Flood insurance for more than 7,000 Idaho homeowners will soon dry up if Congress fails to fix the broken federal program responsible for paying their claims.
The National Flood Insurance Program, which provides flood coverage to more than 5 million policyholders nationwide, is billions of dollars in debt to U.S. taxpayers and struggling to remain viable. The FEMA-run program is in desperate need of reform, and the deadline is rapidly approaching for Congress to renew the program before it expires on Dec. 8.
The House of Representatives recently improved the NFIP’s chances for long-term success by passing a legislative package that would reform and reauthorize the program, and now it is the Senate’s turn to follow suit. Importantly, the House bill includes a bipartisan measure that would level the playing field for private flood insurers by clarifying that private policies can be used to meet flood insurance purchase requirements for those living in flood zones, instead of requiring homeowners to use the one-size-fits-all NFIP. More competition in the flood insurance marketplace would result in better rates and higher coverage limits for Idaho policyholders, making rebuilding easier the next time a severe storm hits the state. It would also shift risk off the federal government, which will help stabilize the flood program and reduce the burden on taxpayers.
In addition to bringing in more private insurers to the flood insurance marketplace, the Senate should implement several other reforms that will help solidify the NFIP’s long-term success. One of these changes is to ensure that the most accurate risk-assessment tools, as well as modern technology, are being used to update flood maps. This will help lift the burden off property owners for determining their own flood risks and will give more flexibility to the NFIP and private insurers to offer rates that accurately reflect the risk that a property faces.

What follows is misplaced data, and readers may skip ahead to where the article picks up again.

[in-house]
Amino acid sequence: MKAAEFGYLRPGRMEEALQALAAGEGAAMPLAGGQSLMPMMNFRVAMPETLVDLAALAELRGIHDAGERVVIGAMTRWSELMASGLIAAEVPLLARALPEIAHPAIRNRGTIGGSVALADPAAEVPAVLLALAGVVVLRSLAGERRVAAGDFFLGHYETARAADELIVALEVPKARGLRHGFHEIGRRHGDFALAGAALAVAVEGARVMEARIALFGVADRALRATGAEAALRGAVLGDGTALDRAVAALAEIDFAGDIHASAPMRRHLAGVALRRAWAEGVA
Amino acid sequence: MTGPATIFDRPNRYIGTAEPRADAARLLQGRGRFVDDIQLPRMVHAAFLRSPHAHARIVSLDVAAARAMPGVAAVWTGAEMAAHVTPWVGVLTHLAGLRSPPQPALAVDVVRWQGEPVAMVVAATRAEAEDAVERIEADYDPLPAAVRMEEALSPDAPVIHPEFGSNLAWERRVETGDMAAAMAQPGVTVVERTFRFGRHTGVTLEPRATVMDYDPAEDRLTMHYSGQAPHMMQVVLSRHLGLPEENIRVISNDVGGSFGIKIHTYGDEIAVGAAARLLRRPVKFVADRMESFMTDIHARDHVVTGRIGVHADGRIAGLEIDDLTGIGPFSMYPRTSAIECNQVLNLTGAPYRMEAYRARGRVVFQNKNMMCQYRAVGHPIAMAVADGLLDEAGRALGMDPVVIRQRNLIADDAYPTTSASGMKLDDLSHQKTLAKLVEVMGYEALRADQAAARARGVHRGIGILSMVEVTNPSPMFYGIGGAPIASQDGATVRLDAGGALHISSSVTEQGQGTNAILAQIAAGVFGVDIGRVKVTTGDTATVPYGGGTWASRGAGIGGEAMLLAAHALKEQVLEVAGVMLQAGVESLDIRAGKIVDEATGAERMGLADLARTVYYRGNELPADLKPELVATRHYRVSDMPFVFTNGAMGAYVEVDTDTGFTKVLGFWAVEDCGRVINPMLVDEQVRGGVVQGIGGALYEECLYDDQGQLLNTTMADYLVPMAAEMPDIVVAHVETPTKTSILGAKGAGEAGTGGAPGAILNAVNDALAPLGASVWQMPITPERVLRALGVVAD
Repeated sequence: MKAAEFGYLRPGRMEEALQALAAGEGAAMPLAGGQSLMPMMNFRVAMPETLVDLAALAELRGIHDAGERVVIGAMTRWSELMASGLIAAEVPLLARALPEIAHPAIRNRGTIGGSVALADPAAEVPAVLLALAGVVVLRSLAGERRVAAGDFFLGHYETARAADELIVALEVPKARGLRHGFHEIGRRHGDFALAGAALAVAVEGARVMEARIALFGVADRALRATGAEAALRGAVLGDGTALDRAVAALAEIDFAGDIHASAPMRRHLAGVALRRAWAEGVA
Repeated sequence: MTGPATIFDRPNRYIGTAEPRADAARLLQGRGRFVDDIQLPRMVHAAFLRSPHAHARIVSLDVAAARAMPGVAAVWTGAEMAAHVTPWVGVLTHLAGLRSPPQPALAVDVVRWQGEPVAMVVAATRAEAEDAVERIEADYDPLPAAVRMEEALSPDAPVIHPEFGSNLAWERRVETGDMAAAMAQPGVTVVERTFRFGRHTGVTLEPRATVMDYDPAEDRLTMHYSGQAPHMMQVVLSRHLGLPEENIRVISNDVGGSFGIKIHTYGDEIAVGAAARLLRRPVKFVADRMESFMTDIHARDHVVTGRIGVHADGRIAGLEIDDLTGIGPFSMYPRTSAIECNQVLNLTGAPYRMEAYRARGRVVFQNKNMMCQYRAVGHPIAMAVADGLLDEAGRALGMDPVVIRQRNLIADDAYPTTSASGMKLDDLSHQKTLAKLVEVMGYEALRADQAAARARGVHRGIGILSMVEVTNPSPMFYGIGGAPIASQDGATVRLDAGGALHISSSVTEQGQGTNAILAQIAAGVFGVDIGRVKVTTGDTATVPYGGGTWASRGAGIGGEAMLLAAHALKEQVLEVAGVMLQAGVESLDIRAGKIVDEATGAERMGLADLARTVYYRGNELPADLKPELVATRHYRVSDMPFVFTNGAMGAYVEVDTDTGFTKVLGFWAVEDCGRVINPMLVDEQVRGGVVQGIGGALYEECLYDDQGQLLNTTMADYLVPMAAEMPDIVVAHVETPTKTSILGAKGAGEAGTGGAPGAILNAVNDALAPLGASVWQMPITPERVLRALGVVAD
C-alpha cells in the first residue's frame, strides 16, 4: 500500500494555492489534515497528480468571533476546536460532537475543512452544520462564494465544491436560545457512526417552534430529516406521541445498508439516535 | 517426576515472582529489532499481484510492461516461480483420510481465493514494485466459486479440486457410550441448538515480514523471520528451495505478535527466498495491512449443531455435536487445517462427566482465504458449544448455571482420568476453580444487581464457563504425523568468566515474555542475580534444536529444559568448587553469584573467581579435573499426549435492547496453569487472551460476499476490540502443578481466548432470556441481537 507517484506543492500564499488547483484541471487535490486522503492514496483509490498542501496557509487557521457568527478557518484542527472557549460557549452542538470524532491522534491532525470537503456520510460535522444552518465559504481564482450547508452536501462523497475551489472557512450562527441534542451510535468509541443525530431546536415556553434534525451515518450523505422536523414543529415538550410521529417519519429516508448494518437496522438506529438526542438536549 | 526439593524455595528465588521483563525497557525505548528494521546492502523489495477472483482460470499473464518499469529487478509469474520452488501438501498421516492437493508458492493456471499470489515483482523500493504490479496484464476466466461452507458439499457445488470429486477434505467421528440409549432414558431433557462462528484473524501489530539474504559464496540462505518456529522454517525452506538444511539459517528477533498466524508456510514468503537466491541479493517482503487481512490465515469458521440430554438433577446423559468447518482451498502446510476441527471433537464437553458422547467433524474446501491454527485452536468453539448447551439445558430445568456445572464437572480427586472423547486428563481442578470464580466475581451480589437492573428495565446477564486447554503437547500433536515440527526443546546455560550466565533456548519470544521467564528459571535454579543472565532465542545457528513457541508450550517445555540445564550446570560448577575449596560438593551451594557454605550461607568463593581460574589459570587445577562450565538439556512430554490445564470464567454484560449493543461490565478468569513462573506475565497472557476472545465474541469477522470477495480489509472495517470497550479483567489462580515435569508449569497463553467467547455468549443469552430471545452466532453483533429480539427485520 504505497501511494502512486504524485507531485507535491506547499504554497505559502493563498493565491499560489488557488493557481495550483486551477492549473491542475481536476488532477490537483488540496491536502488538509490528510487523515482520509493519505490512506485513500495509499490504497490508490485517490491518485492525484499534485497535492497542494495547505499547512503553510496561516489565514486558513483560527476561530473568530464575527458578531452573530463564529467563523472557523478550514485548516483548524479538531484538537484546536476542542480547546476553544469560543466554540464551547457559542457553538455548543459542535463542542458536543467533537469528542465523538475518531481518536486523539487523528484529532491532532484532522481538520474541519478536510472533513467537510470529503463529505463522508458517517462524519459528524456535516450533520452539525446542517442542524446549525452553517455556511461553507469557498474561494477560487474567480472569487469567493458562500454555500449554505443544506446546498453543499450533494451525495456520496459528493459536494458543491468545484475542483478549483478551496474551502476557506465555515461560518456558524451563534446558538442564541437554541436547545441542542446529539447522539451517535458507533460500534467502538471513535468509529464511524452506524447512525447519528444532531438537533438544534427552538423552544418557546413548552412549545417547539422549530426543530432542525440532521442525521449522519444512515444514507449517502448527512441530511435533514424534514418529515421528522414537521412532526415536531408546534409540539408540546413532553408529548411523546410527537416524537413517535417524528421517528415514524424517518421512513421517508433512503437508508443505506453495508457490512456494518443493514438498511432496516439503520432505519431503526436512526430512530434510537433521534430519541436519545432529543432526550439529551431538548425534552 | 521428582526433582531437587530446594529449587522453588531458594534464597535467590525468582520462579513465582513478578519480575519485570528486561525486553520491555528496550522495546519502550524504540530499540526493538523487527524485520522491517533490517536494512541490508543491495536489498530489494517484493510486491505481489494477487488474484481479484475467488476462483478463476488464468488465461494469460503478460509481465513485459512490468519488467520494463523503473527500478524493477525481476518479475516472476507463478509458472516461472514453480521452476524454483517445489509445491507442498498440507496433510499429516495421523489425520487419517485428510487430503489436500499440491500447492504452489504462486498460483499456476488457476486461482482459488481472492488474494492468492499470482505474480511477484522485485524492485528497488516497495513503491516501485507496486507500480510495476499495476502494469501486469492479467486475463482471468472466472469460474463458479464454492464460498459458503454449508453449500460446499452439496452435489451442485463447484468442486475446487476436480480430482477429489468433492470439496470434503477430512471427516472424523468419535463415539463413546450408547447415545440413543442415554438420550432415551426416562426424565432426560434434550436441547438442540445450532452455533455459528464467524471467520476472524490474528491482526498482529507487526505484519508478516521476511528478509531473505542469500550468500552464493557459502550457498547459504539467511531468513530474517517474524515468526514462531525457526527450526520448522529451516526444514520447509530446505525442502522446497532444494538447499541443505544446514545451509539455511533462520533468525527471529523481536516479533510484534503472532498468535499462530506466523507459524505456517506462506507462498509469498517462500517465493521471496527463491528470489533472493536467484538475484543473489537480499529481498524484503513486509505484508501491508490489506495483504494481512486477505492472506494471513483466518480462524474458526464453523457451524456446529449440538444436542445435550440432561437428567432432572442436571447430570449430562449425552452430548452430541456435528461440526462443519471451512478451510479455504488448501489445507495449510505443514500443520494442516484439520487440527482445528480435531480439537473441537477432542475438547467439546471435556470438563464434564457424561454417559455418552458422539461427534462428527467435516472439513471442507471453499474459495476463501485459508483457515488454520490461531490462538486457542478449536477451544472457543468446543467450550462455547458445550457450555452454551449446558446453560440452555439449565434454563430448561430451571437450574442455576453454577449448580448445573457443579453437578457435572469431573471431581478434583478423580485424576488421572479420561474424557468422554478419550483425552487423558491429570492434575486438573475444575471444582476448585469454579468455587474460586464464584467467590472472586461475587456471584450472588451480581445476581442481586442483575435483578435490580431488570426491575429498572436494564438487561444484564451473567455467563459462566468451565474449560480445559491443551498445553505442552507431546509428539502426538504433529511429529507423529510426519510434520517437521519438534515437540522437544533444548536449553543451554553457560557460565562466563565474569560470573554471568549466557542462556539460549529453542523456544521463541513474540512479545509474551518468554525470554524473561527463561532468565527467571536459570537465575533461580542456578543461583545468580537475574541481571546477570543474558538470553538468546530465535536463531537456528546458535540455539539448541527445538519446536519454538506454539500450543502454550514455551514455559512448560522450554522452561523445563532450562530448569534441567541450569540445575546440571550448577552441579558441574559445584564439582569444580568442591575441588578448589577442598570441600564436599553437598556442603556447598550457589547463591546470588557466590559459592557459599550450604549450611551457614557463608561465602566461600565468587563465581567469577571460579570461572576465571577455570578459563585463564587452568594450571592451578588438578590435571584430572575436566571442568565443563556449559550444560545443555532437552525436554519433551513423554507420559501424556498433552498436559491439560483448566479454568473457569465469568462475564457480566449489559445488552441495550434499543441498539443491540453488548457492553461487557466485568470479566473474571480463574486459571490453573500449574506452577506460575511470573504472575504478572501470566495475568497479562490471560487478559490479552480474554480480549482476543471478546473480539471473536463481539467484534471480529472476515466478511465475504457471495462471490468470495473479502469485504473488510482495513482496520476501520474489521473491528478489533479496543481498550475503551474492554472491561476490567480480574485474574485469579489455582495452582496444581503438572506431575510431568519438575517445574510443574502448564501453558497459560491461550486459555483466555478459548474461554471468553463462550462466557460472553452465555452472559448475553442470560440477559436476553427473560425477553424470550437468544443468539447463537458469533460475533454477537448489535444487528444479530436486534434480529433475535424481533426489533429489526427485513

Enhancing storm mitigation efforts will also go a long way toward making communities more resilient and better able to withstand major storms. Financial assistance should be made available to low-income property owners to assist them with strengthening their property. Offering incentives, such as reduced insurance rates, will also encourage proactive measures that will prevent damage and save lives while reducing recovery costs following a disaster.
Moreover, strengthening infrastructure would ensure that communities are better able to withstand the major storms to come. Studies show that every $1 spent on mitigation efforts leads to $4 in reduced future disaster costs. Taking proactive mitigation efforts would not only save lives, but would prevent costly property damage in the future.
The House has taken steps to implement many of these reforms, but time is running out for the Senate to follow suit. Without action, Idaho may be unable to rebuild and recover when a future flood strikes.